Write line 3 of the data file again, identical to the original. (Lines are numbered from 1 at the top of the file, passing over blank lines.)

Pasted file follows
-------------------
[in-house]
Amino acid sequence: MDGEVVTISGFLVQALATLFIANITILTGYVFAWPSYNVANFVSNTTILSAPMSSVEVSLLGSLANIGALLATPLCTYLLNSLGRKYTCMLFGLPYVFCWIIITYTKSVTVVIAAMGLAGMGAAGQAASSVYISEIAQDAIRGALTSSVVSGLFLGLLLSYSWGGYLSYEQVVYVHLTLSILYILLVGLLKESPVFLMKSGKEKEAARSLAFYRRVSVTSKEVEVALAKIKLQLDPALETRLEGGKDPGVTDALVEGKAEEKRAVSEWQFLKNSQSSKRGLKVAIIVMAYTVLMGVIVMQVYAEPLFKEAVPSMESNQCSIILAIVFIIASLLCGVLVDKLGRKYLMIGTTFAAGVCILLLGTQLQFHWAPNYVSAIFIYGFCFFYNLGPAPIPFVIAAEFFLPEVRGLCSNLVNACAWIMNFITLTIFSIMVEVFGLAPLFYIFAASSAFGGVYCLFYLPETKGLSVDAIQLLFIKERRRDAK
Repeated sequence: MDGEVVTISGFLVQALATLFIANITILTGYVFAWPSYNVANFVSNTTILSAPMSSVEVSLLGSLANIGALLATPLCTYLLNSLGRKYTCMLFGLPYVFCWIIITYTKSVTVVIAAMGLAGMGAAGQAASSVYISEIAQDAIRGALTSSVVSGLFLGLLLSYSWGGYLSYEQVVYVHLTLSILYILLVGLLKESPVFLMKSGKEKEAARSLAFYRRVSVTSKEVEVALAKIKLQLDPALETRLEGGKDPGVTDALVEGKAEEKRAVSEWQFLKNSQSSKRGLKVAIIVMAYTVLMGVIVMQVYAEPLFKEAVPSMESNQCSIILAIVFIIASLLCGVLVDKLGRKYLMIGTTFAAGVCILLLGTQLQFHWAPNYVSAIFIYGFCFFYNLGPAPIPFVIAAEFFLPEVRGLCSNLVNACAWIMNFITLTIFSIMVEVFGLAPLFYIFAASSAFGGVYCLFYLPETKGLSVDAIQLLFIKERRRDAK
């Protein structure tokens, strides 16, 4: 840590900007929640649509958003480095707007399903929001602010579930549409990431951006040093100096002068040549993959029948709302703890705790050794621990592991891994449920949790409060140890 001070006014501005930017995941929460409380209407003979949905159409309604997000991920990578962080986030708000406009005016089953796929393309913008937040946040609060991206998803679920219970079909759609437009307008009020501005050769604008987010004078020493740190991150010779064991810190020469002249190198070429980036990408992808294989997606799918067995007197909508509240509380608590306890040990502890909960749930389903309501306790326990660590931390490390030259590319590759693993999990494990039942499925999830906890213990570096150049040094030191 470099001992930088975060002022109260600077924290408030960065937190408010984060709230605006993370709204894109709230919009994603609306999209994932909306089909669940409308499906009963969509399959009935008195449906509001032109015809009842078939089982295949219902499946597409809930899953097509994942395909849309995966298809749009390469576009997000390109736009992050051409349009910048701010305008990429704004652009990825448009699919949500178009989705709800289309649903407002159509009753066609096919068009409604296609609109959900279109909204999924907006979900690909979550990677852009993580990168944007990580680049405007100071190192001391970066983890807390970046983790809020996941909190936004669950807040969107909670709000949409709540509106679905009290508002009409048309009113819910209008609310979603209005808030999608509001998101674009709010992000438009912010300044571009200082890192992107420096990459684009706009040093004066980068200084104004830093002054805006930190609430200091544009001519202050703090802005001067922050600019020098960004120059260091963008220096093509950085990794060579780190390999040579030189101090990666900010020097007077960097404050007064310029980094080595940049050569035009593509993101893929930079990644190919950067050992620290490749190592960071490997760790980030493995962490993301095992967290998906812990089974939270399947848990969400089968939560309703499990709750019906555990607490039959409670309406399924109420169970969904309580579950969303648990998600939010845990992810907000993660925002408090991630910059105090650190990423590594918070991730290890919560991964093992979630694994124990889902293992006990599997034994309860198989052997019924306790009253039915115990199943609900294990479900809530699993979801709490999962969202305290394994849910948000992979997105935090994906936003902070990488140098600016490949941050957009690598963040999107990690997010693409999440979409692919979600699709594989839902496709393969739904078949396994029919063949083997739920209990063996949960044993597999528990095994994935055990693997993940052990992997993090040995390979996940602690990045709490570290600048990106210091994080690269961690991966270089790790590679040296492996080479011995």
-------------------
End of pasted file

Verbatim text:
Repeated sequence: MDGEVVTISGFLVQALATLFIANITILTGYVFAWPSYNVANFVSNTTILSAPMSSVEVSLLGSLANIGALLATPLCTYLLNSLGRKYTCMLFGLPYVFCWIIITYTKSVTVVIAAMGLAGMGAAGQAASSVYISEIAQDAIRGALTSSVVSGLFLGLLLSYSWGGYLSYEQVVYVHLTLSILYILLVGLLKESPVFLMKSGKEKEAARSLAFYRRVSVTSKEVEVALAKIKLQLDPALETRLEGGKDPGVTDALVEGKAEEKRAVSEWQFLKNSQSSKRGLKVAIIVMAYTVLMGVIVMQVYAEPLFKEAVPSMESNQCSIILAIVFIIASLLCGVLVDKLGRKYLMIGTTFAAGVCILLLGTQLQFHWAPNYVSAIFIYGFCFFYNLGPAPIPFVIAAEFFLPEVRGLCSNLVNACAWIMNFITLTIFSIMVEVFGLAPLFYIFAASSAFGGVYCLFYLPETKGLSVDAIQLLFIKERRRDAK